With Sylvia Fowles announcing this is her last season, Minnesota had to take a risk like this. This team minus Collier and without the upside of a McCoughtry-like player wasn’t going to win a title. If 2020 Angel shows up to the Target Center, this team could beat anyone.
Tina Charles and Diamond DeShields give Phoenix a lot of talent
Like the Sparks, Phoenix is going to have to figure out how to make some bigs work together.
The team brought in Tina Charles, who joins a team that already has Brittney Griner and Brianna Turner. How will that work? Do you bring Turner off the bench, even though she’s your best defender? Do you bring Charles off the bench and let her be a scoring punch for the second unit? Do you bring Griner off the bench and…just kidding.
Charles had a career resurgence in Washington last year, but that was a team with better spacing than Phoenix and that didn’t really have another scoring threat. Will the additional challenges of fitting all these bigs in lead to Charles looking more like she did late in her time with the Liberty, when she was still good but had some major efficiency issues?
The Mercury also took a shot on Diamond DeShields, who went from “possible MVP candidate” before the 2020 season to “reclamation project” after the 2021 season. DeShields is such a talented player, but her numbers have been down the last two years. She’s taken a lot of 3s in her career, but if Phoenix is going to make this work, I think DeShields has to become a real threat from the perimeter, something she hasn’t been yet.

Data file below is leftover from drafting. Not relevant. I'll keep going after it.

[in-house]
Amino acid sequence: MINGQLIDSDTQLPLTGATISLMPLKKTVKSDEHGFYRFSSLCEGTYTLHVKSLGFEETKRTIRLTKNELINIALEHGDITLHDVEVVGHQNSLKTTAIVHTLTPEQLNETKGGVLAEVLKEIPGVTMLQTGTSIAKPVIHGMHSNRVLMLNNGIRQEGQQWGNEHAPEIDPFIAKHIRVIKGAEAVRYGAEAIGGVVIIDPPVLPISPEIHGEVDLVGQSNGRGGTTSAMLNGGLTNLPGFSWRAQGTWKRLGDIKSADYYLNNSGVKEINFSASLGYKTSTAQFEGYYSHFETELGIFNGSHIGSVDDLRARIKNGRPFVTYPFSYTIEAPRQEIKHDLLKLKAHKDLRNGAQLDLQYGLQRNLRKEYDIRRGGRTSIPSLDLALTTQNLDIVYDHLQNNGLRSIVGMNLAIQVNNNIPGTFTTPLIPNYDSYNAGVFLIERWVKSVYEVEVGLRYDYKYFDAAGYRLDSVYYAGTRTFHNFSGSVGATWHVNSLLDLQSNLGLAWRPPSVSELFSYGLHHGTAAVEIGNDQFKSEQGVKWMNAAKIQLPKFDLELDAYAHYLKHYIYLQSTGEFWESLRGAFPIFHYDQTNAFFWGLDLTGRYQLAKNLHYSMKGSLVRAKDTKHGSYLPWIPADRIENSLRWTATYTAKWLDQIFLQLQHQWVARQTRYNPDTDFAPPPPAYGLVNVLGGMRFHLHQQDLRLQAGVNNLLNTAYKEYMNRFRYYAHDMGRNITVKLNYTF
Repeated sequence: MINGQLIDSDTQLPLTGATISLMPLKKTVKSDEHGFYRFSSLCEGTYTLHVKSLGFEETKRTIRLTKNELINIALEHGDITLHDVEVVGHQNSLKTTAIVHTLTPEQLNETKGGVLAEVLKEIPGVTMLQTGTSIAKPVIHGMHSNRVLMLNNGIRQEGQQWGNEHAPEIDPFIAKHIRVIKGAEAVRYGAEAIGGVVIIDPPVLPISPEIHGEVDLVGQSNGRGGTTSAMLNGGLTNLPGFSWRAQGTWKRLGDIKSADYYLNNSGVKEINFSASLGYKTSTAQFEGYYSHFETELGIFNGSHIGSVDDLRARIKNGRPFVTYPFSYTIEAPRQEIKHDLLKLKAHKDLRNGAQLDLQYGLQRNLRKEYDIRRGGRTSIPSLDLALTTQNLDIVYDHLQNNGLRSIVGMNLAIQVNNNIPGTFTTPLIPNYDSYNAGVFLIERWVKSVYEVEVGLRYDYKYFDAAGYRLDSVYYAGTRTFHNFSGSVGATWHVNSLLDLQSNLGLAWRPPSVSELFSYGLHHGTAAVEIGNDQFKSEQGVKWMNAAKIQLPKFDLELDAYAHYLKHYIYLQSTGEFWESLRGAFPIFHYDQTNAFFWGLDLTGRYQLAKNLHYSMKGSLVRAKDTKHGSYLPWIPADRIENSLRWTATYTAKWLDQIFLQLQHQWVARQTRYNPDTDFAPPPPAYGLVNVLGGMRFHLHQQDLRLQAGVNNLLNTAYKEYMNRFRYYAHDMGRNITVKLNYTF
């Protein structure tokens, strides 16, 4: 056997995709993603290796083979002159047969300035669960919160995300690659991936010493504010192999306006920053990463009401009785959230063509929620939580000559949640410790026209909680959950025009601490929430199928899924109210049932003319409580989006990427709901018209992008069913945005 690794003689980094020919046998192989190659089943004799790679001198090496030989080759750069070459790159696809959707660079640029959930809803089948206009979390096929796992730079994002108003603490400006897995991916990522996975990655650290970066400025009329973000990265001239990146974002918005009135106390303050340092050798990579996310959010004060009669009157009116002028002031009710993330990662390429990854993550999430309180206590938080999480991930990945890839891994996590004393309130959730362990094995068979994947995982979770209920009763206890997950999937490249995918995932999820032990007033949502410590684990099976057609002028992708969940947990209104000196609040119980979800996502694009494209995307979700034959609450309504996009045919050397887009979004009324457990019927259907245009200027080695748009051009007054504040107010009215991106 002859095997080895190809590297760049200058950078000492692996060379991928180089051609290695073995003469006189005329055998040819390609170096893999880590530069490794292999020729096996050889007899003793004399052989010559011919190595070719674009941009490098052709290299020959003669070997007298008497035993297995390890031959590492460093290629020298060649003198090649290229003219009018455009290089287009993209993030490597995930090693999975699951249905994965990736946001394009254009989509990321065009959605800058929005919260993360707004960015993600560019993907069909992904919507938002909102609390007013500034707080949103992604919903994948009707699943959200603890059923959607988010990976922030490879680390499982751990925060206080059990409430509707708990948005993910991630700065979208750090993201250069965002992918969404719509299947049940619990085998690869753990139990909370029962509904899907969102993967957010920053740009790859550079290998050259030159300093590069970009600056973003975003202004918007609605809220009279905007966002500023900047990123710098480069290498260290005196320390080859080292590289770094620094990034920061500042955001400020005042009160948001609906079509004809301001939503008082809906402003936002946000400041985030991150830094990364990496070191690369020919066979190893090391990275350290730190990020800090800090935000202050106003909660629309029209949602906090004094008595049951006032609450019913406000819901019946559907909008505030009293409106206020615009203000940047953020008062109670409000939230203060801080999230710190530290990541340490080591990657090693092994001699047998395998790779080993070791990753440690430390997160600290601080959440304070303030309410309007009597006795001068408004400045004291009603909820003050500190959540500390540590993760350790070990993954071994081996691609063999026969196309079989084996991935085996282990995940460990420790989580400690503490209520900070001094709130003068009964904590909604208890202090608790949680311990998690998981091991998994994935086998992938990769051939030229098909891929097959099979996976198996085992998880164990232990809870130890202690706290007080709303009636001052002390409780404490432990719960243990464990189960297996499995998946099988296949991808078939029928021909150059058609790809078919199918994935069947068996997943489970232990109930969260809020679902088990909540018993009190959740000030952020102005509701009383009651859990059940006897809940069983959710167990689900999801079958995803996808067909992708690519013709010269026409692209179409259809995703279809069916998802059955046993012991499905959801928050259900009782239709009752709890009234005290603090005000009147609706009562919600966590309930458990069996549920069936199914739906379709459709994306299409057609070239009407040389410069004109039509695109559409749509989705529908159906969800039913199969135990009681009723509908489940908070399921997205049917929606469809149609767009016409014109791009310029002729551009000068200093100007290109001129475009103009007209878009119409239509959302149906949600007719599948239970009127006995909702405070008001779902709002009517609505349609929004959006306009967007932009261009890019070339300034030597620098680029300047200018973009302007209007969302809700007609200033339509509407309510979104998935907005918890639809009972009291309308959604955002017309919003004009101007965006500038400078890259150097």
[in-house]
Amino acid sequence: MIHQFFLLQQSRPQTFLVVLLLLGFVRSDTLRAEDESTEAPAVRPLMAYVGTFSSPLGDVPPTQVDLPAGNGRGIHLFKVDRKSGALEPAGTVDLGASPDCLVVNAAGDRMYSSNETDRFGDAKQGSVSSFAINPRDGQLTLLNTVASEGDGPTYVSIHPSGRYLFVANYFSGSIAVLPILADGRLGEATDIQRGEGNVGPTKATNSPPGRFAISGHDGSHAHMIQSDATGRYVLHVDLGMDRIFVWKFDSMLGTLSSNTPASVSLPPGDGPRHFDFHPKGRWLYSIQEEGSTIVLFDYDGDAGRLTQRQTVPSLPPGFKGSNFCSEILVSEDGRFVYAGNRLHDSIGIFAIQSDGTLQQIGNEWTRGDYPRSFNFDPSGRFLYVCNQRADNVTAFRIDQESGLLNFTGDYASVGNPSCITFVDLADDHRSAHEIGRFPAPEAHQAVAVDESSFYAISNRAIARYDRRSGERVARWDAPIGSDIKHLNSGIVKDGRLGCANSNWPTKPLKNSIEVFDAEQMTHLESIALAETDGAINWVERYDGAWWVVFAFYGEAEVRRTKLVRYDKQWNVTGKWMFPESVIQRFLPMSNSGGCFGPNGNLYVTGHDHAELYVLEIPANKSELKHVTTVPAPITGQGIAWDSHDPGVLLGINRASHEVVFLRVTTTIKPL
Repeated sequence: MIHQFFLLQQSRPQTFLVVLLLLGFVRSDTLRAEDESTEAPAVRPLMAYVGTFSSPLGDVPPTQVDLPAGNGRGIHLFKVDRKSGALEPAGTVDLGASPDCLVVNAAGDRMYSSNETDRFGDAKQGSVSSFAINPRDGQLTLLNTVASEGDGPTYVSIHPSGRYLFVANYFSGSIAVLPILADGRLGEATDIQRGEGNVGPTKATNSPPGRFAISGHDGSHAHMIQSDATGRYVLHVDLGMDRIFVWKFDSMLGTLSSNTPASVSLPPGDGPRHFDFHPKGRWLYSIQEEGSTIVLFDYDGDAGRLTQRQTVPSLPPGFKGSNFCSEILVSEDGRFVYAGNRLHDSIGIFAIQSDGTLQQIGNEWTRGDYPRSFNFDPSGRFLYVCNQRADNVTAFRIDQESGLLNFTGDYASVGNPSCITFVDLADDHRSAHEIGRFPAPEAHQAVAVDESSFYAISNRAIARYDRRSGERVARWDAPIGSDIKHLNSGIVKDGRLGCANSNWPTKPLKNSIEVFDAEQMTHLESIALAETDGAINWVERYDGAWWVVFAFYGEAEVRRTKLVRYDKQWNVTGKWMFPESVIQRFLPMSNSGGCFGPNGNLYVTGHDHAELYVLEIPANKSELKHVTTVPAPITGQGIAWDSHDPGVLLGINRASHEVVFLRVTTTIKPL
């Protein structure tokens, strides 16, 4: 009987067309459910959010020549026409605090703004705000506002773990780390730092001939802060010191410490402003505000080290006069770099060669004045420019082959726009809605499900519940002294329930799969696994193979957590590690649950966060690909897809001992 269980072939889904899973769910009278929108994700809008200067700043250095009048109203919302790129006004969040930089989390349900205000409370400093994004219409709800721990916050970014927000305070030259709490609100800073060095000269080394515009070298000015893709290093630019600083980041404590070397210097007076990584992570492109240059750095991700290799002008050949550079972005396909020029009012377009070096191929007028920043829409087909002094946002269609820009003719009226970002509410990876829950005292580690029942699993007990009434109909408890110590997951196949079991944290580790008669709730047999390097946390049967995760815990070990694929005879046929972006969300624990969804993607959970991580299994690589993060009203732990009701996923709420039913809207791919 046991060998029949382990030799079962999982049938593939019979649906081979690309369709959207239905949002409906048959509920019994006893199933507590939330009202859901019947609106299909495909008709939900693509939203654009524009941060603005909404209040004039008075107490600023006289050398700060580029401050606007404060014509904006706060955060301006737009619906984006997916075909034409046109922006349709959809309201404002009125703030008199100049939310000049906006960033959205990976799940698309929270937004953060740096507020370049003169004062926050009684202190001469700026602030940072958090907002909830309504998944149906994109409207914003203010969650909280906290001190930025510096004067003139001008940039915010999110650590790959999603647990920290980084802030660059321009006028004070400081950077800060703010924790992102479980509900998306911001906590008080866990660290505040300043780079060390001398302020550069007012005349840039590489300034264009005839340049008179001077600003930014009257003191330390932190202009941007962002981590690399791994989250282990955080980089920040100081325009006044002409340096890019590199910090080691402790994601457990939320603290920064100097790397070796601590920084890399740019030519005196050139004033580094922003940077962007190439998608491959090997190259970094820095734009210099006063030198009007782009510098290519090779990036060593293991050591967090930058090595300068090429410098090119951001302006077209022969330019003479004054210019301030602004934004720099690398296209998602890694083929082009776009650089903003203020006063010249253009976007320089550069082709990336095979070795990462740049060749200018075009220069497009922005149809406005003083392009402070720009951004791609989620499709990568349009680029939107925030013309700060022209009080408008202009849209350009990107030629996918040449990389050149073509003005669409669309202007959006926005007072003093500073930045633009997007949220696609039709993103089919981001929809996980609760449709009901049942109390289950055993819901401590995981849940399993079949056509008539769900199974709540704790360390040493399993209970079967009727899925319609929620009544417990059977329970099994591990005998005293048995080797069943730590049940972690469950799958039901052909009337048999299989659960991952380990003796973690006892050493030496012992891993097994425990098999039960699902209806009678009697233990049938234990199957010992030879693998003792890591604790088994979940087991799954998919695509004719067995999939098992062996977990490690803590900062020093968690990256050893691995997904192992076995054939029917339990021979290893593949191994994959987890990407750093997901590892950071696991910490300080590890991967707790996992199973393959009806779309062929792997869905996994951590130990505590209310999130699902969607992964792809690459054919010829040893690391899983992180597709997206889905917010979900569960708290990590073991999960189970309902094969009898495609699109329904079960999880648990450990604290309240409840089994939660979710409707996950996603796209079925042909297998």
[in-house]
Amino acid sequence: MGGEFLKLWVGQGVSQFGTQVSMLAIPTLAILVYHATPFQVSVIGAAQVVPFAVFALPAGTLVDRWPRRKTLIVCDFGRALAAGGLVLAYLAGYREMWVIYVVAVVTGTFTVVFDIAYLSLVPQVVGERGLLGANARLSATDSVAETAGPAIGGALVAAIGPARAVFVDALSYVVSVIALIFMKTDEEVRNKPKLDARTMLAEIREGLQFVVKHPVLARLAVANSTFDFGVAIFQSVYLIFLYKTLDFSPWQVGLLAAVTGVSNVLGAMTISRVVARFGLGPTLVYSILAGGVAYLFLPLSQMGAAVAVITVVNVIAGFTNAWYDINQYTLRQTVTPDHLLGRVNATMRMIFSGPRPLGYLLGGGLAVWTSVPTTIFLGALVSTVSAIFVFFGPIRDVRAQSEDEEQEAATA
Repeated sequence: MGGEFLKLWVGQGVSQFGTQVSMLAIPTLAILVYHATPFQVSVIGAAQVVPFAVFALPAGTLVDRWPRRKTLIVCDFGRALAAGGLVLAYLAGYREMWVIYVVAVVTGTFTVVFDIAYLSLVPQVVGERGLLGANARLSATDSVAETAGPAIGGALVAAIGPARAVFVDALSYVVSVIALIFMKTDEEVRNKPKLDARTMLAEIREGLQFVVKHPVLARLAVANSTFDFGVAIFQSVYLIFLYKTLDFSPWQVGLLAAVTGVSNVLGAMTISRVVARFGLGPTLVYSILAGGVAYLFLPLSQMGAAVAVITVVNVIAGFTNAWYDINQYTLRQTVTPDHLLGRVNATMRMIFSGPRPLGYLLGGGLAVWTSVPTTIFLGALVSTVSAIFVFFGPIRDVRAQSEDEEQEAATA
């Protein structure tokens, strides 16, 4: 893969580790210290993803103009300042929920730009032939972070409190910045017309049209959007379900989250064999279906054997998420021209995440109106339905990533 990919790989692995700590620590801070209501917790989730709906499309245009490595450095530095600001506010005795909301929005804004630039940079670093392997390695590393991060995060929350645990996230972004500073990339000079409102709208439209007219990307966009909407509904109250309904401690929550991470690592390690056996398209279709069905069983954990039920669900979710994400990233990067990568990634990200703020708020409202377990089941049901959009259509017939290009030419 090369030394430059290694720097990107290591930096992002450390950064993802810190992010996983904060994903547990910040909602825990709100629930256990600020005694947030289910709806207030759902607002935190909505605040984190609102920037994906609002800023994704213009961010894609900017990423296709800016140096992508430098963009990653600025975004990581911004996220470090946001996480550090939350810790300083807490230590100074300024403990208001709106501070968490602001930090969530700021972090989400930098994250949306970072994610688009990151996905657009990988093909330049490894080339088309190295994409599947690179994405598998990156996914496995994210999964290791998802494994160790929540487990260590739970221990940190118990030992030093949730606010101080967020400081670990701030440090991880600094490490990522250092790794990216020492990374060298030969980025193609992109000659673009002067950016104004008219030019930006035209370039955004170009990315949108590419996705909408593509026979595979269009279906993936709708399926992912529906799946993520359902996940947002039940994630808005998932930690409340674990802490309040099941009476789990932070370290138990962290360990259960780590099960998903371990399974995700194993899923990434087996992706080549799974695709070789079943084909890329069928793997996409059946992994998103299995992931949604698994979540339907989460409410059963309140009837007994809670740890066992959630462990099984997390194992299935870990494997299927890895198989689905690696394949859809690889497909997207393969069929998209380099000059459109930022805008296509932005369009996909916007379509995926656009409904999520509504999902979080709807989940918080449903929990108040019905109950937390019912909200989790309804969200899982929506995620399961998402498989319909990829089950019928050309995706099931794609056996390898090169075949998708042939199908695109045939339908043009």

Will she start at the three? Will she come off the bench? Phoenix has so many question marks entering this season, though the talent level on this team is undeniable.
Quick hits on some other WNBA free agency signings
Let’s just quickly go over some of the other moves that happened and what those signings mean:
- Atlanta got Erica Wheeler in the Carter trade. I’m not sure Wheeler is going to be able to put this team into the playoff race or anything, but she’s a reliable presence for a team that could use that kind of veteran leadership.
- Chicago lost DeShields and Stef Dolson, but add Emma Meesseman, Crystal Bradford and Julie Allemand. I love the idea of Allemand as the backup point guard here — not sure how much of the season she and Meesseman will be around for, but she fills a need this team has had for a few years.
- Speaking of Dolson, she signed in New York. I like her fit there as she fills a need for the team at the 5, but I also worry that people think Dolson is the missing piece on this team. New York will improve this year, but the team isn’t a contender…yet.
- The Sun re-signed Jonquel Jones and brought Courtney Williams back to the team after she played in Atlanta for the past two years. If last year’s improvement as a 3-point shooter (38.2 percent on 3.2 attempts per game) is real, she fills a much-needed spot on this team.
- The Aces struck out in free agency. The team extended A’ja Wilson and brought Riquna Williams and Kiah Stokes back, but that was it so far. Maybe moving on from Liz Cambage is addition by subtraction since it gets Dearica Hamby more minutes?
- Some nice depth moves for Washington, which brought in Elizabeth Williams and Tianna Hawkins. If — and this is a huge if — Elena Delle Donne is back and healthy for 2022, the Mystics have a chance to win another title, especially if they use the No. 1 pick wisely.